Historic Homes of Minnesota is the engaging story of the evolution of architectural styles in Minnesota from 1830 to 1914—from the influence of the early French traders along the Mississippi and St. Croix to the emergence of the school of Frank Lloyd Wright.
Through photographs and colorfully informative text, internationally known historian Roger Kennedy helps readers understand the unique styles of Minnesota’s first homes, including the Mower House in Arcola, the first large house on the St. Croix; Alexander Ramsey’s “Mansion House” in St. Paul, influenced by Pennsylvania Dutch virtues; the whimsical Charles C. Clement house in Fergus Falls, clearly Norse in spirit; and the Purcell House in Minneapolis, a fine example of the Prairie School design.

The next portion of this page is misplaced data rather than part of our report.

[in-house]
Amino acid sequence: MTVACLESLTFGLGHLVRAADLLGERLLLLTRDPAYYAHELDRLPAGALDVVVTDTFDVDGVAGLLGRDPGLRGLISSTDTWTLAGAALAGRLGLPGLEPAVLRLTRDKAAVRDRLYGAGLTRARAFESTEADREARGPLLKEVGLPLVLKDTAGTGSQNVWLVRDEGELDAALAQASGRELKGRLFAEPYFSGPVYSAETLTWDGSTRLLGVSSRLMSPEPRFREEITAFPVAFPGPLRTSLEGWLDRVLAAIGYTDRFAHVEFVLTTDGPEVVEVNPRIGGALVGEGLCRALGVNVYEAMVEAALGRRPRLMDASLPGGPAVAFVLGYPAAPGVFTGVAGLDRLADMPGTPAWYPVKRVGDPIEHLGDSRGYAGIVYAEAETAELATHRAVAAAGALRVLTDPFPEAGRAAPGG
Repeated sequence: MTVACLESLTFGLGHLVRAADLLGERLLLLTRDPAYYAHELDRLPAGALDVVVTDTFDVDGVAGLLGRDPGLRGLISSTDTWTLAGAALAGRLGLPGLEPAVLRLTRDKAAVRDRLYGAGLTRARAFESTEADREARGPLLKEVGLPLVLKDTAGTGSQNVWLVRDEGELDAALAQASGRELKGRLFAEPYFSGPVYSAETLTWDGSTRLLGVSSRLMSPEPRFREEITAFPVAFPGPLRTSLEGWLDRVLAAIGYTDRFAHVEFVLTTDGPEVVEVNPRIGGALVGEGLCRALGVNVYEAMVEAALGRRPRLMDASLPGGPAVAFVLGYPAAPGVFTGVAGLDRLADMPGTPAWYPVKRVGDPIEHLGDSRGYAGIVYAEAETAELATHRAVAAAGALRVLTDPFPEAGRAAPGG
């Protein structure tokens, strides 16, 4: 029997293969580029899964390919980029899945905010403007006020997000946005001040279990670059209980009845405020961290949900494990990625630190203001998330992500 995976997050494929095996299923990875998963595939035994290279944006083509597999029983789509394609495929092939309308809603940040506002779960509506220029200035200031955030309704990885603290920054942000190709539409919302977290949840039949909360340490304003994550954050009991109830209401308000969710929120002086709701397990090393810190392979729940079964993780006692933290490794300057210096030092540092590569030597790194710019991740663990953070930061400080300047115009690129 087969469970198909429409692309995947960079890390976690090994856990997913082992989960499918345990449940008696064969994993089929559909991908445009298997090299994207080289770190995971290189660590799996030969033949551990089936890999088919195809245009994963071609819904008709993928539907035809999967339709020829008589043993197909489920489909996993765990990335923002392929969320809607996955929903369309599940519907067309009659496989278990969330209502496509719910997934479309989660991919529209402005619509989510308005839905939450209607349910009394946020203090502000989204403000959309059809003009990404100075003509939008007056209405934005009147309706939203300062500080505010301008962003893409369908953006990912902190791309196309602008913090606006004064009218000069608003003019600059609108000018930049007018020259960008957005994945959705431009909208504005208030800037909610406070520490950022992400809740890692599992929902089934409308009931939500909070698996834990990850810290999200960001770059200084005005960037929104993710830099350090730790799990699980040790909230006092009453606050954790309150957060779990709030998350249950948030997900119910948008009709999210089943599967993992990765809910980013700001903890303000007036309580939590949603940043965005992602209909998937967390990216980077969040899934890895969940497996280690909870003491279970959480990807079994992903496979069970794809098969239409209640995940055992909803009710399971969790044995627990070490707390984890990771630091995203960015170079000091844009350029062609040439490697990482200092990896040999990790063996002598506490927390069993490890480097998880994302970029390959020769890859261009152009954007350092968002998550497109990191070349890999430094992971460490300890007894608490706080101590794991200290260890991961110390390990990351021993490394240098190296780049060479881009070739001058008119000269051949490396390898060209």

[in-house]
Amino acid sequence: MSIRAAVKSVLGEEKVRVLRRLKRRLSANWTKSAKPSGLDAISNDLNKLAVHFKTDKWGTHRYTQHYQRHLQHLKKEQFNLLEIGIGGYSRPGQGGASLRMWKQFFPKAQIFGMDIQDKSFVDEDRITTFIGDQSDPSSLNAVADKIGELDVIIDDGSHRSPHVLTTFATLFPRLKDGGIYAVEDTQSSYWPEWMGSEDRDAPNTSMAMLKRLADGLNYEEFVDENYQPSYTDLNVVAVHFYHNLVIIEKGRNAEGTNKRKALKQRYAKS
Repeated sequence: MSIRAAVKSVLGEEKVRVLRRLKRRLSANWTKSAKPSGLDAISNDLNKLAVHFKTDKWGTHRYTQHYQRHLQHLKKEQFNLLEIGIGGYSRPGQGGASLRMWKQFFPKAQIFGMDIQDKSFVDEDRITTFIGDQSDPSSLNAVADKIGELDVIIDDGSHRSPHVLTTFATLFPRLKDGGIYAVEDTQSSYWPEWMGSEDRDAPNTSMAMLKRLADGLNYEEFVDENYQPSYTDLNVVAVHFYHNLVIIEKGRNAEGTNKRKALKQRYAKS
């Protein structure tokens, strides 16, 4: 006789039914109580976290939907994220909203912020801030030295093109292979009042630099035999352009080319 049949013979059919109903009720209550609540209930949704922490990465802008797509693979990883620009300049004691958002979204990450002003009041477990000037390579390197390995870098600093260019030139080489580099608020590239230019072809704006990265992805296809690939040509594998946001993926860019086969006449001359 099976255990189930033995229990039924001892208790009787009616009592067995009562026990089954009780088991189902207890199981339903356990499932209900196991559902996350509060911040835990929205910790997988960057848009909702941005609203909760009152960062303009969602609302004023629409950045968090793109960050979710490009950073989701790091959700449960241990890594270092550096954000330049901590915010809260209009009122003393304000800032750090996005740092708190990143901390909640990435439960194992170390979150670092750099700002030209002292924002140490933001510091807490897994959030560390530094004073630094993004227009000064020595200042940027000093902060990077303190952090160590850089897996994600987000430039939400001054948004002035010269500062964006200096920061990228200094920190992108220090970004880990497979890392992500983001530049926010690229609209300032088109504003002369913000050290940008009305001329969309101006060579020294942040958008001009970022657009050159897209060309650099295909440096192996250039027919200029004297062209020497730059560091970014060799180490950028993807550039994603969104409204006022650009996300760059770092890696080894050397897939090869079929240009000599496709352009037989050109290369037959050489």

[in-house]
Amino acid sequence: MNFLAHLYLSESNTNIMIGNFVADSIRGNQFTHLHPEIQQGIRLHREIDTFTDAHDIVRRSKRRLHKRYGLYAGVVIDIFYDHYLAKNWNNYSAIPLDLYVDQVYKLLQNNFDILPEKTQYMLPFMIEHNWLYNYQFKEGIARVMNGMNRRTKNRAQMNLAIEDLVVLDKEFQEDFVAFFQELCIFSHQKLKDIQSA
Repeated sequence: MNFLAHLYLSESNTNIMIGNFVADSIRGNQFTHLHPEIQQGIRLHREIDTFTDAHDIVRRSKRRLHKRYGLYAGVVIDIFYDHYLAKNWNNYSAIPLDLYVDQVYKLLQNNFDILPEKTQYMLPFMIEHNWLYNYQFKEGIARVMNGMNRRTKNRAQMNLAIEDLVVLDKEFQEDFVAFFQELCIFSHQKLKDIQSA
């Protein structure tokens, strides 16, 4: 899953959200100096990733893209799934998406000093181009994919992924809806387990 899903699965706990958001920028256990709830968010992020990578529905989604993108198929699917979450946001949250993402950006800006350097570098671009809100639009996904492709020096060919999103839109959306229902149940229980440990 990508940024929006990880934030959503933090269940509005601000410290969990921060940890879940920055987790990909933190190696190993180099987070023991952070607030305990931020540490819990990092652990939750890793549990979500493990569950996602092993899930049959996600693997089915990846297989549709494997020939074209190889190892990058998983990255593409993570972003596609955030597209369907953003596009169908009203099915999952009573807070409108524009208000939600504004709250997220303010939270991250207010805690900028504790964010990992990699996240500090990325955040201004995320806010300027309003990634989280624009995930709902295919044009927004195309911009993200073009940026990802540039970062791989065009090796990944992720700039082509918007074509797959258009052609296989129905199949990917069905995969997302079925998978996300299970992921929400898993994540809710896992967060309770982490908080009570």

On a broad plane these architectural eras reflected social customs, politics, commerce, religion, and literature. On a personal level they often revealed the national origin and character of the families that made the house a home. In short, this is in large measure a history of the people. Kennedy has considered their heritage and traditions as carefully as he has examined the architecture they created, and he offers a fresh, wholistic approach to the study of our state’s great houses.